It had been so long – four years – since I had attended a student performance in LCT’s Vivian Beaumont Theater that I had nearly forgotten what I’d been missing: an audience that is absolutely alive. The students from the eleven New York City schools who attended this week’s Wednesday matinee of Camelot responded with gusto to the unfolding of the tale. Toni Morrison once said that “the chief pleasure of teaching narrative is seeing how each class responds to the same story with fresh eyes.” After the student matinee, I will never again see the Lerner & Loewe musical through the same lens.
Many of the thousand or so students in the house had been prepared for the matinee through three sessions in their home classrooms. Under the auspices of LCT’s Open Stages program, directed by Kati Koerner, teaching artists explored the following topics: how King Arthur, Queen Guenevere, and the knights of the Round Table tried to move England from a philosophy of “might MAKES right” to “might FOR right”; how the emotional interaction of Arthur, Guenevere, and Sir Lancelot constitutes a Triangle of Love; and how in the musical’s second act the teenage character of Mordred, the illegitimate son of King Arthur and the scientist Morgan Le Fey, turns everything in the kingdom topsy-turvy. (The students will have a post-performance session to discuss these matters and more.)
During the exposition of story in the first act, the audience was a little more subdued than student audiences I’d remembered in the Beaumont. But in the second act, when conflicts come to a head, the students were electric. This build-up began during the second-act scene in which Arthur tells Guenevere he views her as his “business partner.” There has been some discussion of new book writer Aaron Sorkin’s decision to use that phrase. Well, the student audience knew EXACTLY what Sorkin meant with those words: the downgrading of a spouse from lover to colleague.
Subsequent to that marital exchange came the intimate scene between Guenevere and Lancelot in which the students’ response was stupendously engaged. To ride this sonic wave, the actors had to re-calibrate their balance. Being in the theater at that moment was delicious: after all, one of the chief pleasures of going to the theater is watching expert actors adjust their timing to audience response.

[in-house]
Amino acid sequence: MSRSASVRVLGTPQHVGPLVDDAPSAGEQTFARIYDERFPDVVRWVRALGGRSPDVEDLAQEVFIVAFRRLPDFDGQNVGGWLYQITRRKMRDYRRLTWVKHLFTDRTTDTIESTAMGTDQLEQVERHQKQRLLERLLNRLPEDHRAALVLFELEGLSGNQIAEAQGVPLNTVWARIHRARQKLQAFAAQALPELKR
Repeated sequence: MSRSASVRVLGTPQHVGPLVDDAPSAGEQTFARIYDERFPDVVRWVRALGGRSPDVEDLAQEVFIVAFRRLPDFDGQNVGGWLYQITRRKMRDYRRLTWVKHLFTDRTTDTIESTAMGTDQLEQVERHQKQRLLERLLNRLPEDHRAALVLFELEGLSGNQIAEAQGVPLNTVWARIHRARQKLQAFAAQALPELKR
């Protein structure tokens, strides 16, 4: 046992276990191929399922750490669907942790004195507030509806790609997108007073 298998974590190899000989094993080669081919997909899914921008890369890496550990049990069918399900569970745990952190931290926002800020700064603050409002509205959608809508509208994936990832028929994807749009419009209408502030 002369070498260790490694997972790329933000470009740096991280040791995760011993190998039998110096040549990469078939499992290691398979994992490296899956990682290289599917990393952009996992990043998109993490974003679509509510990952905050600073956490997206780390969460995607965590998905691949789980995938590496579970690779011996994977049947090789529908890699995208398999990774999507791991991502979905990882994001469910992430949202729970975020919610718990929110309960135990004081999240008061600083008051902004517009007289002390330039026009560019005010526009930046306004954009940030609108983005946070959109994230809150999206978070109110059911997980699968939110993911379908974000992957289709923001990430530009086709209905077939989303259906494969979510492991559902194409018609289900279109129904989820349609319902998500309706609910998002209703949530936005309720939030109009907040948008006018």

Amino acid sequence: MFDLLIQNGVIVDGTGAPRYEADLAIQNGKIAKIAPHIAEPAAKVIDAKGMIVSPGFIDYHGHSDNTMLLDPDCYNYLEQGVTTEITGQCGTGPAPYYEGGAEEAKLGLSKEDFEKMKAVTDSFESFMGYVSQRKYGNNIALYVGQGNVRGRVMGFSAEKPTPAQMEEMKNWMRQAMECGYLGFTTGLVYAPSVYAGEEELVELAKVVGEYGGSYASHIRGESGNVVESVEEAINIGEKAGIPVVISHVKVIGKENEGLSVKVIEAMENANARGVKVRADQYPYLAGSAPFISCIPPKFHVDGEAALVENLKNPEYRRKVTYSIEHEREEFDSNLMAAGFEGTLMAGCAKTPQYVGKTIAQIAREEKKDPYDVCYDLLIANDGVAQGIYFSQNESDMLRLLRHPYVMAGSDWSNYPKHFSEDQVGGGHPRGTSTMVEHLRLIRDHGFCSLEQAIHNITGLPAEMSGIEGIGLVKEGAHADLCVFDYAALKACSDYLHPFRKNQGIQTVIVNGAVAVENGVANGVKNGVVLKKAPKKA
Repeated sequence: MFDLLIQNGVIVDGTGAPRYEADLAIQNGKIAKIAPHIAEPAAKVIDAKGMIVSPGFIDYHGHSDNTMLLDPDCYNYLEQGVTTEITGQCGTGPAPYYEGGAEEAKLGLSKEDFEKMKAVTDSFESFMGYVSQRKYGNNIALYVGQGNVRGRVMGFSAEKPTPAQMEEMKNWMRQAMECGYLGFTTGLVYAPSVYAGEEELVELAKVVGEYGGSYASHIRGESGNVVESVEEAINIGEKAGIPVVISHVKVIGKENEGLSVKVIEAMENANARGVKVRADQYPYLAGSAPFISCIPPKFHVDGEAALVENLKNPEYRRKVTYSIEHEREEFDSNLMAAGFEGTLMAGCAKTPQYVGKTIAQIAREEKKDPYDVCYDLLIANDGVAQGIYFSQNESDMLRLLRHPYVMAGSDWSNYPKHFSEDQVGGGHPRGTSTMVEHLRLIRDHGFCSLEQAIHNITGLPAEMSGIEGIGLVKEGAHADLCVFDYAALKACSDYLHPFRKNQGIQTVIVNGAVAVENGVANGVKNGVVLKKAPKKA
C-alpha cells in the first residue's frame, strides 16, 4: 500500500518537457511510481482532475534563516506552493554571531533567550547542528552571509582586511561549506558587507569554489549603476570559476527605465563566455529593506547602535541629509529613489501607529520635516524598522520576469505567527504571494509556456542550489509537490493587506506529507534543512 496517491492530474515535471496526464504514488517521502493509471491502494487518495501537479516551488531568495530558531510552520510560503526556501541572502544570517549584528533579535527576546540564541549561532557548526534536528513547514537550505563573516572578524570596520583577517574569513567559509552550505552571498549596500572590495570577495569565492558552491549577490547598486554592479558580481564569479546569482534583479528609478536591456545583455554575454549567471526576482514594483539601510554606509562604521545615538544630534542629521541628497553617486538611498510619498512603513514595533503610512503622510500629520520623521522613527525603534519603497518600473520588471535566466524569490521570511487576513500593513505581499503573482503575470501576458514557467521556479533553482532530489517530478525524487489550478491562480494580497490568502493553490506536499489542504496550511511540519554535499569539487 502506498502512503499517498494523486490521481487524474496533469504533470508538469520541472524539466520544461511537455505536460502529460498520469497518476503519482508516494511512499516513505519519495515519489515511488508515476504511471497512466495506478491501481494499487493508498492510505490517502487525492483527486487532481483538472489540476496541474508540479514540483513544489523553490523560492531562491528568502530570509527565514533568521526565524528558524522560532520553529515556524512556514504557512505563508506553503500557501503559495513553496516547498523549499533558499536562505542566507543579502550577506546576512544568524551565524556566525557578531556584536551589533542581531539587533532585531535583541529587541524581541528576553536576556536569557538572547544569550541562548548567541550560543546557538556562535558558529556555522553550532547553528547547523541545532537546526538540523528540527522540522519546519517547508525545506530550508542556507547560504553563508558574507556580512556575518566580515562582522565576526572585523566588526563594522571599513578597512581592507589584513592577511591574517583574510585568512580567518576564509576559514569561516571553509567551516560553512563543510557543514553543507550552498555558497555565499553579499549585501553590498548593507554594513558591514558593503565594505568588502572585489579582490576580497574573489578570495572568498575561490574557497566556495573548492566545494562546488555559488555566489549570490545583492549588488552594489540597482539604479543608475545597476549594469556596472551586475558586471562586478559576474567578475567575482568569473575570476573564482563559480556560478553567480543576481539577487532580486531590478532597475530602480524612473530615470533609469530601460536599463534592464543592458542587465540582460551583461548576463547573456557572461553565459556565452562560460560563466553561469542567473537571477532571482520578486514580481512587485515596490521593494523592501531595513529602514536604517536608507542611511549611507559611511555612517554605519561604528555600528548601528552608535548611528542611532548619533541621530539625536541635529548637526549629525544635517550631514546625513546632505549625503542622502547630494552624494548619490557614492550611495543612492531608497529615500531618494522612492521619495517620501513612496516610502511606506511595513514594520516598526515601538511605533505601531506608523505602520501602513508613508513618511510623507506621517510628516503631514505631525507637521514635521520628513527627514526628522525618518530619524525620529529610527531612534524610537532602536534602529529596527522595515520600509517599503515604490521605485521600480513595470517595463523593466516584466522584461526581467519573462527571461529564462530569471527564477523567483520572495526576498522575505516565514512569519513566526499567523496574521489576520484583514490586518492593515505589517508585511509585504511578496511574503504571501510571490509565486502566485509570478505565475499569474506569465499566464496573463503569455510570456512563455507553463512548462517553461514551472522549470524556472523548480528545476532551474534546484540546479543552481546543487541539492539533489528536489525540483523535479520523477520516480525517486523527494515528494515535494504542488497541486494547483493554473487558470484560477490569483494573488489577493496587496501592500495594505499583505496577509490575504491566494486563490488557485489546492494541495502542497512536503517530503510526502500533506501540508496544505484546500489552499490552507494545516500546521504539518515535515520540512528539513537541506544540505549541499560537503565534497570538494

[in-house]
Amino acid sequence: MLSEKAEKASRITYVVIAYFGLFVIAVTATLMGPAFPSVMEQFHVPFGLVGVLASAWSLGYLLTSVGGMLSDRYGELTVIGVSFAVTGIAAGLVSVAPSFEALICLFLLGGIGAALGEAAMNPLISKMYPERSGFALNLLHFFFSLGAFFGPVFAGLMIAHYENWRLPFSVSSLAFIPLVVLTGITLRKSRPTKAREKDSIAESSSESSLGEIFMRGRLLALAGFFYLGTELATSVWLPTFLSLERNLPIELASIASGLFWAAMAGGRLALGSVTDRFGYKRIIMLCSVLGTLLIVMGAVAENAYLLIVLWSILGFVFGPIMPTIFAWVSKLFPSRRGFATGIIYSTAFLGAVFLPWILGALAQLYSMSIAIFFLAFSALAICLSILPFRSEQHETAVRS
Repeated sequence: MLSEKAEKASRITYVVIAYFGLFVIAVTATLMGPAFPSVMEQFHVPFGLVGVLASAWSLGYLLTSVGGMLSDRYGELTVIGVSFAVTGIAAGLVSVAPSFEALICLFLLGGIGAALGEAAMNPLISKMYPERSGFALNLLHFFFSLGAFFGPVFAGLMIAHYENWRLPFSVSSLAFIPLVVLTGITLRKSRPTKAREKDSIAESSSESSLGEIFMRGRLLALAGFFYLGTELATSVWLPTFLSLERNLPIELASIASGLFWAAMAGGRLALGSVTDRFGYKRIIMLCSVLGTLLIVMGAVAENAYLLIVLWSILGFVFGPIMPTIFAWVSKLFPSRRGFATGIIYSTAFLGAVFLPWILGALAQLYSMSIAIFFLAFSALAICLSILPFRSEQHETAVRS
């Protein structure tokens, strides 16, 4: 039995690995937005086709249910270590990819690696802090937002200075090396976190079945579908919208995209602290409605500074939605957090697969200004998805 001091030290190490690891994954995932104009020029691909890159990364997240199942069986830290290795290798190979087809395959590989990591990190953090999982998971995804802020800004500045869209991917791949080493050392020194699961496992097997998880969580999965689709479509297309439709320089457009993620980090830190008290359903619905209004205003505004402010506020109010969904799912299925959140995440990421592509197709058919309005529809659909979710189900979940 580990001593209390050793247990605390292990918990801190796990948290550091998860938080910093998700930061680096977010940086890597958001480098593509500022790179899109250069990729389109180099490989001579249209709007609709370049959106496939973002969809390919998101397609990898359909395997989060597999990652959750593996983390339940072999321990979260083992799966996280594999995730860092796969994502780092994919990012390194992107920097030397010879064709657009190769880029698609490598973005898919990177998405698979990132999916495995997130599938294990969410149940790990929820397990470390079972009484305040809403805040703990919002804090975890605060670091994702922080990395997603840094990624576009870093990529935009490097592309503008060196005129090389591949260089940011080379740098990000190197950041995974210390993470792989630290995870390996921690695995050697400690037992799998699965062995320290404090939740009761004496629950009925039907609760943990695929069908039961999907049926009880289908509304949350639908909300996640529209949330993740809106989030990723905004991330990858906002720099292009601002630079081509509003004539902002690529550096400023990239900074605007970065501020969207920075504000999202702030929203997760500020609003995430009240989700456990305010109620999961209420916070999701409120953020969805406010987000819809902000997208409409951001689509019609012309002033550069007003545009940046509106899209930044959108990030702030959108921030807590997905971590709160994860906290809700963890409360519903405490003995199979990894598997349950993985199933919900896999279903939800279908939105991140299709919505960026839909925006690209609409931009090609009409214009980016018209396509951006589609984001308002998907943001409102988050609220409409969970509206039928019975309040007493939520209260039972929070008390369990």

The students were very aware of their effect on the performers. At the post-performance talkback, facilitated by Open Stages Associate Director Alexandra López, one of the students asked the actors if they are ever tempted to break character. “I break quite easily,” responded Andrew Burnap, who plays Arthur. He added, with a grin, “Today was a real test.”
Post-performance, the students indicated their affection for the Act One swordfight scene. How does that mini-battle feel? asked a student. “It feels great,” replied Jordan Donica, who portrays Lancelot, adding: “I look forward to it every day.” Donica also said that he enjoys the scene “because I get to do it in sexy leather pants.”
While sex and romance and swordfighting may have pointed up the visceral nature of the afternoon, there was also response of a more spiritual order. “I go to church every Sunday with my family,” I overheard a student tell her friend. “I wish it was as much fun as watching Camelot.” I wanted to lean over and explain how thousands of years ago the theater grew out of religious ritual. But I restrained myself: she had had a good time and I certainly wasn’t going to spoil it.
P.S. Here are the schools whose students enlivened Camelot this week at the special performance:
Comprehensive Model School Project
High School for Environmental Studies
High School for Excellence and Innovation
High School for Health Professions
High School for Law, Advocacy & Community Justice
High School of Fashion Industries
Marble Hill High School for International Studies
Pace High School
Pelham Preparatory Academy
William E. Grady High School
Brendan Lemon is a freelance journalist in New York.